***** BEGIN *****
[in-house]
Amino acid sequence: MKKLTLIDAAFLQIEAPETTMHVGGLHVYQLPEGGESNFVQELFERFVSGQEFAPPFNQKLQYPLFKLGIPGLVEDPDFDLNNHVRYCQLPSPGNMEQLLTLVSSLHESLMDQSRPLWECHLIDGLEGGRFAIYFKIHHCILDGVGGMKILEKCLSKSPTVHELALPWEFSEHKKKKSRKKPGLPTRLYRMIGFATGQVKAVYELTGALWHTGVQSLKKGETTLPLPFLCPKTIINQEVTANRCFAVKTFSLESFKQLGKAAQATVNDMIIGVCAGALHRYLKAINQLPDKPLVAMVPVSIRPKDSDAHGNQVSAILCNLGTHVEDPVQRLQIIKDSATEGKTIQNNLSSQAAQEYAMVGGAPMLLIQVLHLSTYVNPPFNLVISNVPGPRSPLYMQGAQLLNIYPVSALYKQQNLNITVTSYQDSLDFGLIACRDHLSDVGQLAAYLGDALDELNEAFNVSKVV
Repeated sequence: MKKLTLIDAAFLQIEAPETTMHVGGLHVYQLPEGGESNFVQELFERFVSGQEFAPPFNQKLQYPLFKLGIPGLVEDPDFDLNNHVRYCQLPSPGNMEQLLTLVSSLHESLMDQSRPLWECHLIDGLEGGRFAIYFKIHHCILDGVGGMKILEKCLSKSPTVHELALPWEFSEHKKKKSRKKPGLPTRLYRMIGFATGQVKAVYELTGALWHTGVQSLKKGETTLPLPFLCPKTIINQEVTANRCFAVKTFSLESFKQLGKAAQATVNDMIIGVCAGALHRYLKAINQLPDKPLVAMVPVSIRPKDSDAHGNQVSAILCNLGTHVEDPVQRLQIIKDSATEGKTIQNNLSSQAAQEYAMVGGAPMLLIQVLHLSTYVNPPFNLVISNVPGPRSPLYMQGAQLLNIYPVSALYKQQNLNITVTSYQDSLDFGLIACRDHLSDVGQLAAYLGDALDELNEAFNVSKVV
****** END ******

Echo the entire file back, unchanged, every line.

[in-house]
Amino acid sequence: MKKLTLIDAAFLQIEAPETTMHVGGLHVYQLPEGGESNFVQELFERFVSGQEFAPPFNQKLQYPLFKLGIPGLVEDPDFDLNNHVRYCQLPSPGNMEQLLTLVSSLHESLMDQSRPLWECHLIDGLEGGRFAIYFKIHHCILDGVGGMKILEKCLSKSPTVHELALPWEFSEHKKKKSRKKPGLPTRLYRMIGFATGQVKAVYELTGALWHTGVQSLKKGETTLPLPFLCPKTIINQEVTANRCFAVKTFSLESFKQLGKAAQATVNDMIIGVCAGALHRYLKAINQLPDKPLVAMVPVSIRPKDSDAHGNQVSAILCNLGTHVEDPVQRLQIIKDSATEGKTIQNNLSSQAAQEYAMVGGAPMLLIQVLHLSTYVNPPFNLVISNVPGPRSPLYMQGAQLLNIYPVSALYKQQNLNITVTSYQDSLDFGLIACRDHLSDVGQLAAYLGDALDELNEAFNVSKVV
Repeated sequence: MKKLTLIDAAFLQIEAPETTMHVGGLHVYQLPEGGESNFVQELFERFVSGQEFAPPFNQKLQYPLFKLGIPGLVEDPDFDLNNHVRYCQLPSPGNMEQLLTLVSSLHESLMDQSRPLWECHLIDGLEGGRFAIYFKIHHCILDGVGGMKILEKCLSKSPTVHELALPWEFSEHKKKKSRKKPGLPTRLYRMIGFATGQVKAVYELTGALWHTGVQSLKKGETTLPLPFLCPKTIINQEVTANRCFAVKTFSLESFKQLGKAAQATVNDMIIGVCAGALHRYLKAINQLPDKPLVAMVPVSIRPKDSDAHGNQVSAILCNLGTHVEDPVQRLQIIKDSATEGKTIQNNLSSQAAQEYAMVGGAPMLLIQVLHLSTYVNPPFNLVISNVPGPRSPLYMQGAQLLNIYPVSALYKQQNLNITVTSYQDSLDFGLIACRDHLSDVGQLAAYLGDALDELNEAFNVSKVV